Cult of Nintendo

Legend of Zelda Game & Watch reveals Nintendo's most powerful weapon

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I didn’t need it. But I couldn’t help myself.

I picked up my kid at pre-school and drove to Target. We walked toward the electronics section, my little dude excitedly pointing to the giant paper Christmas ornaments. I didn’t see what I was looking for, so I asked a red-vested worker shelving accessories.

“I know where one is,” she said. Moments later, she returned with it: Nintendo’s new Game & Watch: The Legend of Zelda edition.

“New” is a bit of a misnomer. Technically it’s a new product, but the underlying technology and form factor are over 40 years old. The Game & Watch, first released in 1980, was Nintendo’s precursor to the Game Boy. Each device was a self-contained unit with a single game. But once the Game Boy and its swappable cartridges launched, the G&W line was fully relegated to “novelty” status, making periodic returns in collections, downloadable one-offs, or as frequent buyer reward freebies.


In 2020, Nintendo blew the dust off the old molds and manufactured a special Super Mario Bros. 35th anniversary edition. This year, it repeated the trick with Zelda, Link, and Ganondorf, selling a Game & Watch that plays the original Legend of Zelda, its sequel Zelda II: The Adventure of Link, and the Game Boy classic The Legend of Zelda: Link’s Awakening. And like it’s done many times, Nintendo successfully convinces millions of people to buy something they don’t need — and those fans are utterly delighted to do it.

I love this thing,” tweeted out GamingBible’s Head of Content Mike Diver, sharing pictures of his new device that plays three games he undoubtedly already owns in several formats.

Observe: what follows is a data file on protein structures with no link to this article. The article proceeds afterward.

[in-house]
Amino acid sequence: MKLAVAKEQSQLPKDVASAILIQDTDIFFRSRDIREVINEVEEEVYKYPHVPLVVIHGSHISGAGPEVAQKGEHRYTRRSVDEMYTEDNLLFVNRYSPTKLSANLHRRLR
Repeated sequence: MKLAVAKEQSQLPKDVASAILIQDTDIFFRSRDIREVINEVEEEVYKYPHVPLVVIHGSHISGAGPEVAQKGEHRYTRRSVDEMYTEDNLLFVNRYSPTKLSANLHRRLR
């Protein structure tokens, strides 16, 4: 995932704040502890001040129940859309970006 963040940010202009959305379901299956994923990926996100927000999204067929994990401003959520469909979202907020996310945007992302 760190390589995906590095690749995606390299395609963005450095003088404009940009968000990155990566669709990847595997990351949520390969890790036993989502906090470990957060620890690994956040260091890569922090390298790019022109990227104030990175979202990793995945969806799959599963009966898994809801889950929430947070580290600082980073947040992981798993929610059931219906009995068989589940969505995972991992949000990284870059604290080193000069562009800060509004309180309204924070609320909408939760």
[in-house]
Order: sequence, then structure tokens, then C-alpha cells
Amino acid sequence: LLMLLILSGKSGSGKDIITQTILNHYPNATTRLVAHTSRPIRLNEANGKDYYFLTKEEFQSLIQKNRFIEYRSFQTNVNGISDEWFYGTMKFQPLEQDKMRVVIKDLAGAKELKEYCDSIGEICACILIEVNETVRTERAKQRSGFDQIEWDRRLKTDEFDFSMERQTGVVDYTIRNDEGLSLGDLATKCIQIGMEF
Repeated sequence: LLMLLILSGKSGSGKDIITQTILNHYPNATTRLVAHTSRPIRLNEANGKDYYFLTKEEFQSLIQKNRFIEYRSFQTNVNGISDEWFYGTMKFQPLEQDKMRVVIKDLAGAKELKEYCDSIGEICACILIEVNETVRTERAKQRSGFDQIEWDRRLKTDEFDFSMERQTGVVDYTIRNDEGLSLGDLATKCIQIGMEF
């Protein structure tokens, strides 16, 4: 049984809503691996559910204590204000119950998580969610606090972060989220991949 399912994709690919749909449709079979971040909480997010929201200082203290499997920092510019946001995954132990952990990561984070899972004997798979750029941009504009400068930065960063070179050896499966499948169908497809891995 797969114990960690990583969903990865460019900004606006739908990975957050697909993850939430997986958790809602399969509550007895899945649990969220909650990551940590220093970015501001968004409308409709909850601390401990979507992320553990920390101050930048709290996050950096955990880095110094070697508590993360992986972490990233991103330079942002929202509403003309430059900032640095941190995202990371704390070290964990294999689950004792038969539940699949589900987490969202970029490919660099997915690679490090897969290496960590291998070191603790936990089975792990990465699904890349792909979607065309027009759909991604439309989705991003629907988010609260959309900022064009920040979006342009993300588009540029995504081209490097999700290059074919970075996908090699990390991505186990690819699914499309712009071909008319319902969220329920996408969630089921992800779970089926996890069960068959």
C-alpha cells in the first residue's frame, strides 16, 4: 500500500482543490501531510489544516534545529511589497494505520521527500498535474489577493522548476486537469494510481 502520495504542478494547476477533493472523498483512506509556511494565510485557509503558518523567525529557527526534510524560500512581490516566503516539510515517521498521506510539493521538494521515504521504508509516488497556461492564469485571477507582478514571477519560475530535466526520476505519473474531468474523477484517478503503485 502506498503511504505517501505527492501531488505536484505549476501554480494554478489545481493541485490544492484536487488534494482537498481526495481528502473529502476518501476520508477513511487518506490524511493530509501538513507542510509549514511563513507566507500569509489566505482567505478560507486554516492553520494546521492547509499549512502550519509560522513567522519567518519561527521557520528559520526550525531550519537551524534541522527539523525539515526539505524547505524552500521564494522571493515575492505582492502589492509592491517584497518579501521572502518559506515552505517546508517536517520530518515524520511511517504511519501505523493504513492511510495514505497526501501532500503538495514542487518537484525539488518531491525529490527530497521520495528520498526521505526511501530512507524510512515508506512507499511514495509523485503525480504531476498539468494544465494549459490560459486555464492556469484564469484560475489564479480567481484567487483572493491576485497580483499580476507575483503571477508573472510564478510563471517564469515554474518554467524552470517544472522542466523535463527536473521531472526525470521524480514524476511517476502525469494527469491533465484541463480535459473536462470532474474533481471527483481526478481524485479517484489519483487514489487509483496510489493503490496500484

“If I’m making fun of anyone, it’s myself.”

He’s not alone in his enthusiasm for the darling pocket-sized toy; all release day my Twitter feed was lined with people’s photos of the thing: on their desks, in their hands, turned around to show off the rear-side Triforce that glows. For $49.99 (the same price as a year of Nintendo Switch Online + Expansion Pack), you, too, can buy both a “Game” and a “Watch” that, let’s be honest, will likely return to its shelf after a ten-minute session on Day One. And in our modern age of cynicism and myopic anger, I have not yet heard one complaint.

If I’m making fun of anyone, it’s myself and my ilk. And we are legion.


Do not be fooled, Nintendo’s decision to repackage and repurpose 1980s tech to the exuberant hordes is more marketing savvy than “withered technology” innovation. Sony employed a similar scheme, selling a commemorative 40th Anniversary Walkman in 2019. But that device was an MP3 player in a tape player’s clothing. This was no throwback, but a modern gadget with a cheeky screensaver. It also cost 440 Euros and was only available in Europe and Australia.

Nintendo’s Game & Watch basically works the same whether you play it in 2021 or 1981. (To be fair, the originals relied on LCD screens, same as calculators, for their clever animation; the new versions sport crisp color displays, so there’s been an upgrade or two.) The Legend of Zelda edition even comes with Vermin, an original G&W game that appears too easy until the little Octorok-styled moles emerge from the ground with increasing speed.

Vermin is a lot tougher than it looks.


When Vermin was first released in Japan in 1980, it cost 6000 yen, or approximately $60. Nintendo’s Mario and Zelda Game & Watches are similarly priced at $49.99. These are not “collectibles” released to a ravenous crowd eager to spend top dollar for something to be encased in glass. These are, essentially, the same product for the same audience as forty years ago: an affordable toy sold to children (or their parents) who want to play a fun little game.